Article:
# [seqfan] Re: Anyone recognize this matrix?

Neil Sloane njasloane at gmail.com
Wed Apr 21 15:07:21 CEST 2021

```Richard,  You are right, and indeed one can say much more. In fact this is
part of a bigger investigation and there is a paper in progress that will
reveal everything. I was hoping to have it finished a week ago, but keeping
the OEIS running takes a great deal of time.  Once the paper is in readable
form I will post a link to it here.

Best regards
Neil

Neil J. A. Sloane, President, OEIS Foundation.
11 South Adelaide Avenue, Highland Park, NJ 08904, USA.
Also Visiting Scientist, Math. Dept., Rutgers University, Piscataway, NJ.
Email: njasloane at gmail.com

On Wed, Apr 21, 2021 at 8:47 AM Richard J. Mathar <mathar at mpia-hd.mpg.de>
wrote:

> A formal description of this infinite array of 0's and 1's is:
> The "full" array including a leading row of all-0 starts as follows:
>
>  0 00000000000000000
>  1 01010101010101010
>  2 01000100010001000
>  3 00010001000100010
>  4 00010000000100000
>  5 01000101010001010
>  6 01010100010101000
>  7 00000001000000010
>  8 00000001000000000
>  9 01010100010101010
> 10 01000101010001000
> 11 00010000000100010
> 12 00010001000100000
> 13 01000100010001010
> 14 01010101010101000
> 15 00000000000000010
> 16 00000000000000010
> 17 01010101010101000
> 18 01000100010001010
> 19 00010001000100000
> 20 00010000000100010
> 21 01000101010001000
> 22 01010100010101010
> 23 00000001000000000
> 24 00000001000000010
> 25 01010100010101000
> 26 01000101010001010
> 27 00010000000100000
> 28 00010001000100010
> 29 01000100010001000
> 30 01010101010101010
> 31 00000000000000000
>
> Because each second column contains only zeros, we delete each second
> column
> and get the "reduced" array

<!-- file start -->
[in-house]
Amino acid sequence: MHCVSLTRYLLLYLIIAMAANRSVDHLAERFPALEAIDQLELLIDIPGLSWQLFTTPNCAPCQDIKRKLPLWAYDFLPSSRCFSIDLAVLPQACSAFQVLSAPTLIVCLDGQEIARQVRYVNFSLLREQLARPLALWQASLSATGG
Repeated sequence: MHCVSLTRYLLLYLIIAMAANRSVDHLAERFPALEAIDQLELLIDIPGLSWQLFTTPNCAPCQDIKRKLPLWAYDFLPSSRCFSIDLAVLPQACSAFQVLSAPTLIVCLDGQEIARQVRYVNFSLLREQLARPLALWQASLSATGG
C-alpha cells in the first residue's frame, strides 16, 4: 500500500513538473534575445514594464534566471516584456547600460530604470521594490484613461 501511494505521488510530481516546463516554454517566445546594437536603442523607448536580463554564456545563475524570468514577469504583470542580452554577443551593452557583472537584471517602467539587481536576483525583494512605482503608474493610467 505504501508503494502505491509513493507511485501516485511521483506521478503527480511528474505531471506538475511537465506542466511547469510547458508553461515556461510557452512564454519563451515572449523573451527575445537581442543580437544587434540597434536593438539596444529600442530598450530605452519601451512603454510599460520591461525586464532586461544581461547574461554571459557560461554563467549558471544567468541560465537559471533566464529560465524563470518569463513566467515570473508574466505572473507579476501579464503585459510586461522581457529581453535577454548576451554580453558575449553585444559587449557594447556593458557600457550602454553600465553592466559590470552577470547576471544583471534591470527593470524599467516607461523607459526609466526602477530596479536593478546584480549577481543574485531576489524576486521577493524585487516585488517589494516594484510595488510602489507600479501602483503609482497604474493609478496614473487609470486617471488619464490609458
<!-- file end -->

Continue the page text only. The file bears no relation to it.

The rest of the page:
>
>  0 00000000000000000
>  1 11111111111111111
>  2 10101010101010101
>  3 01010101010101010
>  4 01000100010001000
>  5 10111011101110111
>  6 11101110111011101
>  7 00010001000100010
>  8 00010000000100000
>  9 11101111111011111
> 10 10111010101110101
> 11 01000101010001010
> 12 01010100010101000
> 13 10101011101010111
> 14 11111110111111101
> 15 00000001000000010
> 16 00000001000000000
> 17 11111110111111111
> 18 10101011101010101
> 19 01010100010101010
> 20 01000101010001000
> 21 10111010101110111
> 22 11101111111011101
> 23 00010000000100010
> 24 00010001000100000
> 25 11101110111011111
> 26 10111011101110101
> 27 01000100010001010
> 28 01010101010101000
> 29 10101010101010111
> 30 11111111111111101
> 31 00000000000000010
>
> Each odd-numbered row is the binary complement of its preceding row, so
> define a "depleted reduced" array just containing rows 0,2,4,6,8,...:
>
>  0 00000000000000000
>
>  2 10101010101010101
>
>  4 01000100010001000
>  6 11101110111011101
>
>  8 00010000000100000
> 10 10111010101110101
> 12 01010100010101000
> 14 11111110111111101
>
> 16 00000001000000000
> 18 10101011101010101
> 20 01000101010001000
> 22 11101111111011101
> 24 00010001000100000
> 26 10111011101110101
> 28 01010101010101000
> 30 11111111111111101
>
> The definition of this seems to be given by reading the 1st, 2nd, 3rd
> ... column downwards, which gives periodic patterns of zeros and ones:
>
> 0,1 (col 1)
> 0,0,1,1 (col 2)
> 0,1 (col 3)
> 0,0,0,0,1,1,1,1 (col 4)
> 0,1 (col 5)
> 0,0,1,1 (col 6)
> 0,1 (col 7)
> 0,0,0,0,0,0,0,0,1,1,1,1,1,1,1,1 (col 8)
> 0,1 (col 9)
> 0,0,1,1 (col 10)
> 0,1 (col 11)
> 0,0,0,0,1,1,1,1 (col 12)
> 0,1 (col 13)
> 0,0,1,1 (col 14)
> 0,1 (col 15)
> 0,0,0,0,0,0,0,0,0,0,0,0,0,0,0,0,1,1,1,1,1,1,1,1,1,1,1,1,1,1,1,1, (col 16)
>
> where the number of zeros (and number of ones) in the periods
> of column k is given by A006519(k).
>
> --
> Seqfan Mailing list - http://list.seqfan.eu/
>

```